Otherworldly walking on New Zealand's Tongariro Crossing

by Jon.Sparks

Often hailed as the world’s best one-day walk, the Tongariro Crossing in New Zealand goes through positively Martian scenery, with active volcanic vents and multi-coloured lakes en route


I know some highly educated people who think JRR Tolkien was a Kiwi; such has been the impact of Peter Jackson's movie trilogy based on Tolkien's Lord of the Rings. The cold facts are that Tolkien’s ‘Shire’ was the country of his boyhood in the English Midlands, but Peter Jackson insists that the movies couldn’t have been made anywhere but New Zealand. Even so, it wasn’t Middle-earth that I was thinking of on the Tongariro Crossing; it was Mars.

The Tongariro Crossing (18km for the basic route without side-trips) is often called the best one-day walk in New Zealand. That’s a bold claim in itself, but there are plenty who hail it as nothing less than the best one-day walk in the world. That’s a claim that simply has to be investigated, and so here we are, piling out of a minibus at the end of a gravel road under a blue southern sky.

The first hour is fairly gentle: a manicured track follows the Mangatepopo stream, skirting chaotic lava flows. The black twisted rocks look raw and new, bare of vegetation. Then there’s a rocky climb to Mangatepopo Saddle, a half-hour’s hard labour, and the toughest climb of the day if you miss out the optional side-trips.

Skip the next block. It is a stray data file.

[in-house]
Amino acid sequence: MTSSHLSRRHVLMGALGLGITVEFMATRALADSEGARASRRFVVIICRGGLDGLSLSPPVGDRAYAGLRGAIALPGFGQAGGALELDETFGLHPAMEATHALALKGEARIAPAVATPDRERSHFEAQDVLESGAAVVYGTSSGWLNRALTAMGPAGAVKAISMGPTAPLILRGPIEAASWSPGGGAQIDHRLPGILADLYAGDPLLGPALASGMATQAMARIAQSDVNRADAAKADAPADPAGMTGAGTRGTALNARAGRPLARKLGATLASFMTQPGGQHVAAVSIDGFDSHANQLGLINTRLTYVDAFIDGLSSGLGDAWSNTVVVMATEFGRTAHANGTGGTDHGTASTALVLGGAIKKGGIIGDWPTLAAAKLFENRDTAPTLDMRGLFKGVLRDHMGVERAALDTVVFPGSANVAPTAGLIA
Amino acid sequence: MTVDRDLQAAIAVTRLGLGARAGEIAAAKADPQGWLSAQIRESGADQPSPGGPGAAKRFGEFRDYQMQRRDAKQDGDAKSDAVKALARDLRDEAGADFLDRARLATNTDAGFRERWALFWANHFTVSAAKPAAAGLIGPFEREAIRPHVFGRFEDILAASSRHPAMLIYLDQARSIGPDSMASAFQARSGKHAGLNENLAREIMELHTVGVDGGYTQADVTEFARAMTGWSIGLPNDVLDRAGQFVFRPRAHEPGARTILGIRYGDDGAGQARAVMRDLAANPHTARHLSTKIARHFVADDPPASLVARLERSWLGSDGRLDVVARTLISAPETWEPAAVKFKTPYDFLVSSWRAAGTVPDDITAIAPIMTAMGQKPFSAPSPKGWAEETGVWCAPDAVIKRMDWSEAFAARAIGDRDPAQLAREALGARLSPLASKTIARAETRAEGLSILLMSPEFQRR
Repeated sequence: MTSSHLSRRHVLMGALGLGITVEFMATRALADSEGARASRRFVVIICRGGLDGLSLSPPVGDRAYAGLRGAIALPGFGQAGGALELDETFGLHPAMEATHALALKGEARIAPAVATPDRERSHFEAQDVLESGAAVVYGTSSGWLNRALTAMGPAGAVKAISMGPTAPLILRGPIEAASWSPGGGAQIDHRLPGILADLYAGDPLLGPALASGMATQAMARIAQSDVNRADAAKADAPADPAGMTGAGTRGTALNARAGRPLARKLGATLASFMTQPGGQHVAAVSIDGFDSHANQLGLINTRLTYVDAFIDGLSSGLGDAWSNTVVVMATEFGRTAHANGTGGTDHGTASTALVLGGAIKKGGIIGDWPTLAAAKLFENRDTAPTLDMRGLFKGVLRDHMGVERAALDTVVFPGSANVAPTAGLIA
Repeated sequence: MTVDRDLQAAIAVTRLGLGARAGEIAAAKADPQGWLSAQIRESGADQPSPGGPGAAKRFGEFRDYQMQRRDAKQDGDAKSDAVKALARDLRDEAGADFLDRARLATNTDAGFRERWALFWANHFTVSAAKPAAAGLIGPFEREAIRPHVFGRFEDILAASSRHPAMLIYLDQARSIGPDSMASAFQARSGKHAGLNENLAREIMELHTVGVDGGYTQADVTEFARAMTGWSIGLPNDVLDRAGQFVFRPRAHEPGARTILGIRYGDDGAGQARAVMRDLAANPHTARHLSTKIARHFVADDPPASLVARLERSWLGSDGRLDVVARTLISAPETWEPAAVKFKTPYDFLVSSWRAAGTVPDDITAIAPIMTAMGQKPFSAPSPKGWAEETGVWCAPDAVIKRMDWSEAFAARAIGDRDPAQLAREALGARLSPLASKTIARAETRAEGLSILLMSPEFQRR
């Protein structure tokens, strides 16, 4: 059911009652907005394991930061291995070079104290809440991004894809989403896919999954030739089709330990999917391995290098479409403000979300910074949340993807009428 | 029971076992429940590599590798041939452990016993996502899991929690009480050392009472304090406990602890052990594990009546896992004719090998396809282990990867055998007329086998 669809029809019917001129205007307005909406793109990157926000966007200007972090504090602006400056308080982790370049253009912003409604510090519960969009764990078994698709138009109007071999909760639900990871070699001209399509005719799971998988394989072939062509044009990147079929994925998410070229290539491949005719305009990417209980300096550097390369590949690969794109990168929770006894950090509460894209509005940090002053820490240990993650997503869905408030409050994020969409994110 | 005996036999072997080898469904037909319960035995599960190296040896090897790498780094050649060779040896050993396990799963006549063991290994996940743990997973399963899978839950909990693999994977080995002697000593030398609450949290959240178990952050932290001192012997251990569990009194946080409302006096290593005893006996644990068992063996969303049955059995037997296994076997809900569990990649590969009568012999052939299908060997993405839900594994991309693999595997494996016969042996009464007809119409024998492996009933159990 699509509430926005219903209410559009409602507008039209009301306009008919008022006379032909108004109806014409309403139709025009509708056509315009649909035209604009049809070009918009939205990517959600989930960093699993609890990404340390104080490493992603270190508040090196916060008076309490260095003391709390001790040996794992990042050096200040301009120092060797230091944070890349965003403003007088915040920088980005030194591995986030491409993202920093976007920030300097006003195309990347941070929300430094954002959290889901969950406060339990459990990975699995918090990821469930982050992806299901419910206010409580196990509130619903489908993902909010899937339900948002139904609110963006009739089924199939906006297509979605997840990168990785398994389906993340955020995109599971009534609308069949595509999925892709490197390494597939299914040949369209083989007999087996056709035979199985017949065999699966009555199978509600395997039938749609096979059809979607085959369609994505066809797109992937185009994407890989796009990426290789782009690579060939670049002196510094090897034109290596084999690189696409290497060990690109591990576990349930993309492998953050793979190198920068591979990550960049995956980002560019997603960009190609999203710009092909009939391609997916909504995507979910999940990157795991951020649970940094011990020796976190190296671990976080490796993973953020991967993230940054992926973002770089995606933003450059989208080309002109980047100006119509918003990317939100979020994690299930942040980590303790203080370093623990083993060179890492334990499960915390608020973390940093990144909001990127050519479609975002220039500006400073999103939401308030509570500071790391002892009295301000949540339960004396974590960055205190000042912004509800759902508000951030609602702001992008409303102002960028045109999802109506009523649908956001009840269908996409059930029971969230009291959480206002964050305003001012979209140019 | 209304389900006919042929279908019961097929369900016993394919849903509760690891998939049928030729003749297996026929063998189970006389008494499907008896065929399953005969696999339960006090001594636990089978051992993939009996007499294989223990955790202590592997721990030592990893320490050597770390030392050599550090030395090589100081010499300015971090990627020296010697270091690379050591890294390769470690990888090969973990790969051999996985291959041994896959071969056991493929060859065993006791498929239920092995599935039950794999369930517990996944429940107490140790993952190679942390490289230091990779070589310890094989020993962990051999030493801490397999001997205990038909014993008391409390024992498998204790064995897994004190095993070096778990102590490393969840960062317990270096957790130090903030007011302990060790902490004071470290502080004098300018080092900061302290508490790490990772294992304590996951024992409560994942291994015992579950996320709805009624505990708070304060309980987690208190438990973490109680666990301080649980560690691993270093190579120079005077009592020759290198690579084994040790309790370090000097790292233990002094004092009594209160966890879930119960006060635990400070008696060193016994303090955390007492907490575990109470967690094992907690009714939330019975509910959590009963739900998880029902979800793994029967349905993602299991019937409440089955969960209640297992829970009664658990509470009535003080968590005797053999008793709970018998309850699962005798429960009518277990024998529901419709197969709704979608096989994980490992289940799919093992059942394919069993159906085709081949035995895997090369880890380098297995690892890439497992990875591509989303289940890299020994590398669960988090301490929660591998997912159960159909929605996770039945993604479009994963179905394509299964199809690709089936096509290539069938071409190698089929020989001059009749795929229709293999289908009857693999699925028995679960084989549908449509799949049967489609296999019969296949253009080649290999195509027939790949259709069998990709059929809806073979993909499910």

The toughest of those side-trips starts from the Saddle, climbing 600m to the summit of Mt Ngauruhoe (2291m). This classic cone-shaped volcano is probably only about 2,500 years old; the last serious eruption was in 1974. From a distance its outline is serenely beautiful; up close it looks more like a classic slag-heap. The climb is at a uniform angle of about 35 degrees, on loose volcanic scoria. Try as you might, there’s no avoiding ‘two steps up, one step back’ syndrome.

Most walkers give Ngauruhoe a miss, saving themselves an hour or two of treadmill ascent. Of course, they also miss the hugely expanding views, which on clear days include the other great Fuji-shaped volcano of North Island, Taranaki, far to the west. Much closer, to the wouth, rises Ruapehu, the highest peak on North Island, which played the role of Mount Doom in the Lord of the Rings movies.

The grind ends abruptly; two more steps, and we were on the crater rim, a simmering hole a hundred metres deep, perhaps 150 metres across. The walls were vertical, even overhanging in places: black, white, yellow and red, all the colours of fire. There was no sign of life, save a few figures dotted around the rim.

Picking the right line on the way down gave me the best scree-run of my life, descending 500 metres in 10 minutes. In our British hills, scree-runs are eroded out in a few years but these mountains keep renewing themselves. In contrast, the next stretch, crossing South Crater, was pancake-flat. The crater floor was barren sand and gravel, the cliffs to the south equally lifeless. It was here, in this black and brown and gold desolation, that I began to feel we were walking on Mars.